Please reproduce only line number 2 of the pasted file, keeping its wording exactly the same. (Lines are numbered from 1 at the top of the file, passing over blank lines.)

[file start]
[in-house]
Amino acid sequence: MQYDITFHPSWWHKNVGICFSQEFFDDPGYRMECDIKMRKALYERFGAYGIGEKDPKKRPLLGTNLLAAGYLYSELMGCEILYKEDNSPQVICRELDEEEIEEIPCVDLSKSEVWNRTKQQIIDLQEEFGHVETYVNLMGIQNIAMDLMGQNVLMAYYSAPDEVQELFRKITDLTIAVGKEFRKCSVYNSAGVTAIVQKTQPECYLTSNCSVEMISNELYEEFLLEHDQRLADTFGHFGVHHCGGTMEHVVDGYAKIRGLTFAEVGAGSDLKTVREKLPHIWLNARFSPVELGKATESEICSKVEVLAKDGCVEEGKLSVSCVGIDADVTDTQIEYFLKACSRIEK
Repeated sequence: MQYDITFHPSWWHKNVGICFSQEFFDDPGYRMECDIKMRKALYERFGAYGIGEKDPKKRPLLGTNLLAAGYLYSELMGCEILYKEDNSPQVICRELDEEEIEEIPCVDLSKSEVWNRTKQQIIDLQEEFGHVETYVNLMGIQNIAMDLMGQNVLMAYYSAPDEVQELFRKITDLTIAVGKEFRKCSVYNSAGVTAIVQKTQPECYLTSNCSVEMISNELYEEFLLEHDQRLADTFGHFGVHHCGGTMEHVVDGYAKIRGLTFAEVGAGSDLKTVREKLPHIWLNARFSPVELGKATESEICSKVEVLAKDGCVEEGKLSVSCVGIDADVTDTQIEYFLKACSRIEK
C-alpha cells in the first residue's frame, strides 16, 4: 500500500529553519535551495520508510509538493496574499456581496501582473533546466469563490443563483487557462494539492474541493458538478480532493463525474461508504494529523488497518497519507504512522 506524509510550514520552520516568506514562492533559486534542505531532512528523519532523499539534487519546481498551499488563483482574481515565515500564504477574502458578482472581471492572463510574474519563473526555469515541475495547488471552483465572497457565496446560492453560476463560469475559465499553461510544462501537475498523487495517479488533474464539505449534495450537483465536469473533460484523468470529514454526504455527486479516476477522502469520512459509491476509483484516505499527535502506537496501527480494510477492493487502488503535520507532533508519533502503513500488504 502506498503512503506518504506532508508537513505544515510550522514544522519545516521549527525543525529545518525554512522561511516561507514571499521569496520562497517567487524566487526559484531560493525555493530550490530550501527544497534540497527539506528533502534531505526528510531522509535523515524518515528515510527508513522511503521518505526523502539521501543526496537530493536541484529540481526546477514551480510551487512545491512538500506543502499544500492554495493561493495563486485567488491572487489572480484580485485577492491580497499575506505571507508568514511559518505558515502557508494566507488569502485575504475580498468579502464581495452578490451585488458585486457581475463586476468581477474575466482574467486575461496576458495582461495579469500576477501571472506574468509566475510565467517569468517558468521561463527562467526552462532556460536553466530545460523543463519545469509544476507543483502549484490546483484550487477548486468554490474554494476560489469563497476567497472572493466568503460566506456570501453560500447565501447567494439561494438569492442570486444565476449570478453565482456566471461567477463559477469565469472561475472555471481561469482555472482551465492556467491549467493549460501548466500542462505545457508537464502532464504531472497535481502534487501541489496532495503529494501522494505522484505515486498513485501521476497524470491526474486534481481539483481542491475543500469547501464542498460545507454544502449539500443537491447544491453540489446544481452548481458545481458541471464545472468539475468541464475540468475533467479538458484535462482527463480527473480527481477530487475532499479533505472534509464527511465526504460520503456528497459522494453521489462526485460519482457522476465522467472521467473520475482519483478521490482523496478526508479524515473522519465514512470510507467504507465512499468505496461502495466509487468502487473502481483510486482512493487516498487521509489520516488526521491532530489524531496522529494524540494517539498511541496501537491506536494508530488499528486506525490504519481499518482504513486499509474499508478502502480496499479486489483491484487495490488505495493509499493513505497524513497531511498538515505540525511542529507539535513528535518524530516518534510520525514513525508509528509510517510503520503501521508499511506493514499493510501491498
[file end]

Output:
Amino acid sequence: MQYDITFHPSWWHKNVGICFSQEFFDDPGYRMECDIKMRKALYERFGAYGIGEKDPKKRPLLGTNLLAAGYLYSELMGCEILYKEDNSPQVICRELDEEEIEEIPCVDLSKSEVWNRTKQQIIDLQEEFGHVETYVNLMGIQNIAMDLMGQNVLMAYYSAPDEVQELFRKITDLTIAVGKEFRKCSVYNSAGVTAIVQKTQPECYLTSNCSVEMISNELYEEFLLEHDQRLADTFGHFGVHHCGGTMEHVVDGYAKIRGLTFAEVGAGSDLKTVREKLPHIWLNARFSPVELGKATESEICSKVEVLAKDGCVEEGKLSVSCVGIDADVTDTQIEYFLKACSRIEK